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· Alasdair Paterson’s grand poetry of Byzantine governance.

A Fortnightly Review of

On the Governing of Empires
by Alasdair Paterson.
Shearsman Books. 96pp. £8.95

By Edgar Mason.

THE BACK COVER OF Alasdair Paterson’s new collection – his first in over 20 years – shows the author, looking remarkably feline and standing in front of a restaurant called “Le Flaneur”. This is probably the worst authorial joke in On the Governing of Empires (North American readers here), and thank God for that – it leaves the rest of the book free to be as wonderful as it is.

Paterson, who won the Eric Gregory award in 1975, has not been as idle as that author photo might pretend. His years as a globe-trotting librarian have given him what is possibly one of the finest conceits of the last decade or so. On the Governing of Empires is, in fact, a very slight rephrasing of the title of an encyclopedia of 53 volumes, written by Emperor Constantine VII of Constantinople, and passed on to his grandson – who, if the letter fragment that forms one of the book’s epigrams is to be believed, destroyed much of the work. And so Mr. Paterson has undertaken to “reconstruct” – his word – the missing volumes.

Not very literally, of course – somehow, it seems unlikely that Constantine VII (905-959 AD) would have titled anything “On Bedlam.” However, that is something Mr. Paterson has done, which brings us handily around to the poetry itself, of which “On Bedlam” is a standout example. This poem is good enough on its own, creating a distinctive space in its play of words:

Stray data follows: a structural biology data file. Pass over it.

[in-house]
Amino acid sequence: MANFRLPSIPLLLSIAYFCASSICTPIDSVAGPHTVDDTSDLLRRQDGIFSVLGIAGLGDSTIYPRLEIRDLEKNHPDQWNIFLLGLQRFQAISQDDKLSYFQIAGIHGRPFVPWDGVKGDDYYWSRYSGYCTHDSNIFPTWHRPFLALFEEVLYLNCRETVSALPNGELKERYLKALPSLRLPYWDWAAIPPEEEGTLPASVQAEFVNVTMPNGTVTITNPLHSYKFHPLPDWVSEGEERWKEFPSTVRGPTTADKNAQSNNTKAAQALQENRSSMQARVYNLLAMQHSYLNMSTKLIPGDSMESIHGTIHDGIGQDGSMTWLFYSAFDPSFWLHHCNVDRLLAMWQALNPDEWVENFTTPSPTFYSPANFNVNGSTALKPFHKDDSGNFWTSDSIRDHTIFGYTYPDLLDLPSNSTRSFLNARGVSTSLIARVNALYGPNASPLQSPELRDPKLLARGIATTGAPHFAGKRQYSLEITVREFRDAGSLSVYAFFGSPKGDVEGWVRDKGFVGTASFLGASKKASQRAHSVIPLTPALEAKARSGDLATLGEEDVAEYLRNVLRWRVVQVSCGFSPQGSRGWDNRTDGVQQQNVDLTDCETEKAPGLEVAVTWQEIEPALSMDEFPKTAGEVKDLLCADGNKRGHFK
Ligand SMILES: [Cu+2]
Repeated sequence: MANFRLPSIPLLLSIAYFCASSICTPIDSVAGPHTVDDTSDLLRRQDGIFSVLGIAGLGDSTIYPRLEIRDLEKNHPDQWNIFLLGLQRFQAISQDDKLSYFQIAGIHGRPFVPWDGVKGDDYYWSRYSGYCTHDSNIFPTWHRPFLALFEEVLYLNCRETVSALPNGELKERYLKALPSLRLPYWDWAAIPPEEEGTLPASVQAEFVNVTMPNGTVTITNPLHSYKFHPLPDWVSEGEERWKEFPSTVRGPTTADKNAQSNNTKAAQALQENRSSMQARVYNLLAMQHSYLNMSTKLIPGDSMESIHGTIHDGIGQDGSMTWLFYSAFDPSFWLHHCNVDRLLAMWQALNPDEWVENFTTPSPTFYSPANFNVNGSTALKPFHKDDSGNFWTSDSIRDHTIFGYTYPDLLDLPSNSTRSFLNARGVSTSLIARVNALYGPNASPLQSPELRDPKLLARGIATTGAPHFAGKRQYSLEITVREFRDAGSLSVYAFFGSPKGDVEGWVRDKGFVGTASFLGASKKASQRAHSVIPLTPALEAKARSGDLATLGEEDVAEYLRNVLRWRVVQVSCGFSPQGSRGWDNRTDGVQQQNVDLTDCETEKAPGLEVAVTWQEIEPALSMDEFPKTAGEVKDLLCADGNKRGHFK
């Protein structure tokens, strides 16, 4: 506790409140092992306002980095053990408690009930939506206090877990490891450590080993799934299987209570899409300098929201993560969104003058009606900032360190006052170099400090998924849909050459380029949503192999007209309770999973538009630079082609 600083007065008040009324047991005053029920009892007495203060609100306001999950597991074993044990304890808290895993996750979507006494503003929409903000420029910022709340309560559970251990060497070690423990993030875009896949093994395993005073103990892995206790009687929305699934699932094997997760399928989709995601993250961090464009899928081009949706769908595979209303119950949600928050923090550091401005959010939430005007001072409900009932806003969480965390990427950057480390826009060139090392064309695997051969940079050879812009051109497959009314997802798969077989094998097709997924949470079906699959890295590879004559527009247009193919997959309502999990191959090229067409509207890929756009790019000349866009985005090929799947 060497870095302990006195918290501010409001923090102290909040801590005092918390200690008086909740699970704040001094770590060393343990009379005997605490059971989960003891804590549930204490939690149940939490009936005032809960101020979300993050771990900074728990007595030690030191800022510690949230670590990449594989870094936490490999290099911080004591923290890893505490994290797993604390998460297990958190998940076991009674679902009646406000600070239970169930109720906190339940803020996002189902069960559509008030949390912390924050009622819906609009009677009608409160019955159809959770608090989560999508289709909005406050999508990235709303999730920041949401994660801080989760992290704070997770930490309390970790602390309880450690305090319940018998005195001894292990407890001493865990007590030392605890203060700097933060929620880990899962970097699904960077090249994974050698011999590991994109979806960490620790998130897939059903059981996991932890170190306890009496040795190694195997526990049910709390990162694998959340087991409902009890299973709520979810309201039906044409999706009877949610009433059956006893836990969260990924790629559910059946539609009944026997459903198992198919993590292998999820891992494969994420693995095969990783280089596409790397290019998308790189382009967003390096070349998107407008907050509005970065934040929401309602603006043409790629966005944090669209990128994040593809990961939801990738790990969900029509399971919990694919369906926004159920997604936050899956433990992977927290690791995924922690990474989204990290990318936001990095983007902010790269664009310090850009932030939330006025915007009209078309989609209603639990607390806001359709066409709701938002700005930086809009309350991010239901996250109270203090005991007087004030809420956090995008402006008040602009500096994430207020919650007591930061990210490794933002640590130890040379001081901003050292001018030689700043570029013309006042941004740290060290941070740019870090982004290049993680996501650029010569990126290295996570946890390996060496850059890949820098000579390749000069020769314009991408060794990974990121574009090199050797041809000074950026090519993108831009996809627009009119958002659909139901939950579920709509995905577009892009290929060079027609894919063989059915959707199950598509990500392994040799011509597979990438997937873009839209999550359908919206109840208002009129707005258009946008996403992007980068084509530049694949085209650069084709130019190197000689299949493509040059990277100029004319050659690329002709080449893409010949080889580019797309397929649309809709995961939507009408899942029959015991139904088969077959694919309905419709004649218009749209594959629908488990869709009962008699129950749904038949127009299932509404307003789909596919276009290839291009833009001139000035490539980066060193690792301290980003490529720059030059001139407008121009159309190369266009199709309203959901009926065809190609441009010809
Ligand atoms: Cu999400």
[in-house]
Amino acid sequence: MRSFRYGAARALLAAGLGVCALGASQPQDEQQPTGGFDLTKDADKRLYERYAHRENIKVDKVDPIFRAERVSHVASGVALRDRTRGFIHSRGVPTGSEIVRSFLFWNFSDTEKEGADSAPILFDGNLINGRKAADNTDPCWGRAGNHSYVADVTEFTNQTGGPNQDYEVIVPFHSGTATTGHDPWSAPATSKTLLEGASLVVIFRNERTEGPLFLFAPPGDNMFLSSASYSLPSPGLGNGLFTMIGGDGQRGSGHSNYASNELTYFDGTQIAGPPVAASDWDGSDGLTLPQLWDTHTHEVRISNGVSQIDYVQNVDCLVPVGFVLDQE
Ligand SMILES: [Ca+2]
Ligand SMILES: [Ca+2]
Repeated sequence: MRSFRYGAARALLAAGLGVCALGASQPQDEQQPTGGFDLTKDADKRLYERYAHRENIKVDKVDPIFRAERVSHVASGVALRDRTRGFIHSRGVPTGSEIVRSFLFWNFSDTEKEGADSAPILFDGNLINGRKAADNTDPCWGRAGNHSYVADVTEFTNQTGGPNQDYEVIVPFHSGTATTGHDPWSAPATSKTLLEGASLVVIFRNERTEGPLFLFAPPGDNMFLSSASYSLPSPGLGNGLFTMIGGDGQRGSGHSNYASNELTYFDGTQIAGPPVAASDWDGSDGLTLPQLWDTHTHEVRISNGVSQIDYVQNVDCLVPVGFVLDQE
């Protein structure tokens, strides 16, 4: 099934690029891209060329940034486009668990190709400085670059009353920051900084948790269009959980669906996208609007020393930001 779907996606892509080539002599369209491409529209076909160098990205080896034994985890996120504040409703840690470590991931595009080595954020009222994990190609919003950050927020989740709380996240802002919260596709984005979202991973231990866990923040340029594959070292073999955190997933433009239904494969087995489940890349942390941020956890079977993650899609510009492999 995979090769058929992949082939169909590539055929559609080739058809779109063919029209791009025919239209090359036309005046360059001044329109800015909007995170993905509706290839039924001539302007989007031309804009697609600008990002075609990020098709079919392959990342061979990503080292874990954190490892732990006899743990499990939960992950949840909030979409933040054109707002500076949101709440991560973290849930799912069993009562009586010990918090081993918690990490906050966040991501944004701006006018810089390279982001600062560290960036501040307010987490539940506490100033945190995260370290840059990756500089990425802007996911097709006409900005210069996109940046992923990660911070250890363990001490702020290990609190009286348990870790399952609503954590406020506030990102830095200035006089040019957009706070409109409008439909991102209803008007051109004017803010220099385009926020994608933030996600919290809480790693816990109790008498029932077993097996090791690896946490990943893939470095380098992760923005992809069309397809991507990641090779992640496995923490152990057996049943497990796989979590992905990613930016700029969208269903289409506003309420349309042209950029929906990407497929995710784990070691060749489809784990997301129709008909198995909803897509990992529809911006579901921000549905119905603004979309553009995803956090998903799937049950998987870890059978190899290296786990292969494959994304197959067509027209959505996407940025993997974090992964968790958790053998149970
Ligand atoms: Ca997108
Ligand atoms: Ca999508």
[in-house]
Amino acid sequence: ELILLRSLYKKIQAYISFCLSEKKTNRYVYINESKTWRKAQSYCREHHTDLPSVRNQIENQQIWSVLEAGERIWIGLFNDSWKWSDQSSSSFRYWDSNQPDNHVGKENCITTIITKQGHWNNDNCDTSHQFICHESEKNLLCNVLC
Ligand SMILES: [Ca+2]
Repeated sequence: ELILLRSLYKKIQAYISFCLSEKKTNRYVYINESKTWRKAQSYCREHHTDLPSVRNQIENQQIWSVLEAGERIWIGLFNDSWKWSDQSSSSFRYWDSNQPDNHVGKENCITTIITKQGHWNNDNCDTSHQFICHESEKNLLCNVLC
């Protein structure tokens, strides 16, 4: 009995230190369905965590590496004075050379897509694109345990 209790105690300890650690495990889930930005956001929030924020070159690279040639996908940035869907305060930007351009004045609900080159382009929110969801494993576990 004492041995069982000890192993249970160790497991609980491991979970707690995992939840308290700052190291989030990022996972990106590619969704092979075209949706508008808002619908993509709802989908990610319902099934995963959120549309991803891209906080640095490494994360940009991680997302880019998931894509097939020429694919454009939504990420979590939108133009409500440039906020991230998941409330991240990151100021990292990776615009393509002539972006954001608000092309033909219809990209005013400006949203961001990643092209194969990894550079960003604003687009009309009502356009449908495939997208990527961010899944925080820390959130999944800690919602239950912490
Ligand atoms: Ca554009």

presenting for your edification

the dark spectacle  the merveille du jour

as we unlock the doors to

the suspected  the uncertain  the anomalous

However, the poem becomes even better on reading the background notes at the back of the book, in which Mr. Paterson explains – sometimes with delicately infuriating vagueness – the context of his poems. In the case of “On Bedlam,” this note reads:

While the public took their guided tours of the noisome precincts of the Bethlehem hospital, seriously bewigged lepidopterists were settling down to give the moth population of these islands an assortment of freak-show names.

WHILE THIS POEM SPEAKS well for Mr. Paterson’s education and somewhat whimsical eye for historical detail and coincidence – other poems take, as their nominal topics, Chinese civil service exams (“On Nomenclature”) and the unusual position of the food taster in society (“On Protocol”) – some of his finest work comes in reflecting on remnants of lost or disappearing societies. One of the earlier poems, “On Psyche,” treats of architectural remnants of the Byzantine Empire still to be found beneath Istanbul:

…under all of it
you’re into the vast
cisterns built for long siege
dim light on amber surfaces
slime and sleek Byzantine carp
pillars from unseen to unseen
and round a corner
to stop you in your tracks
head of great medusa

In the background notes, Mr. Paterson explains that “Byzantium lives,” but mentions that the imagery here may be more appropriate to a psychologically modern world (which is to say, a world that has psychologists at all). Perhaps some people are so lucky as to have Byzantine cisterns in their subconscious depths; it’s quite possible that Mr. Paterson is one of those.

This treatment of a Constantinople buried alive yet still triumphant is one of the only explicit references to the empire that gave this book its inspiration; Istanbul will never be what Constantinople was, and in ways, still is. That sense of both wonder and protectiveness  – not uncharacteristic of Byzantium, whose citizens continued to refer to themselves as Romans (Ρωμιοί or romioi) long after they had given up all other recognizable trappings of the West – permeates On the Governing of Empires. While the book is unlikely to aid young emperors in their attempts to maintain power, Mr. Paterson has created something very useful for the rest of us:  A way of viewing history as a thing cross-pollinated by itself – and an excellent treatise on the governing of our own, personal empires.

A pdf ‘sampler’ from the publisher is here.

Edgar Mason’s last review for the Fortnightly was of poetry from New England.

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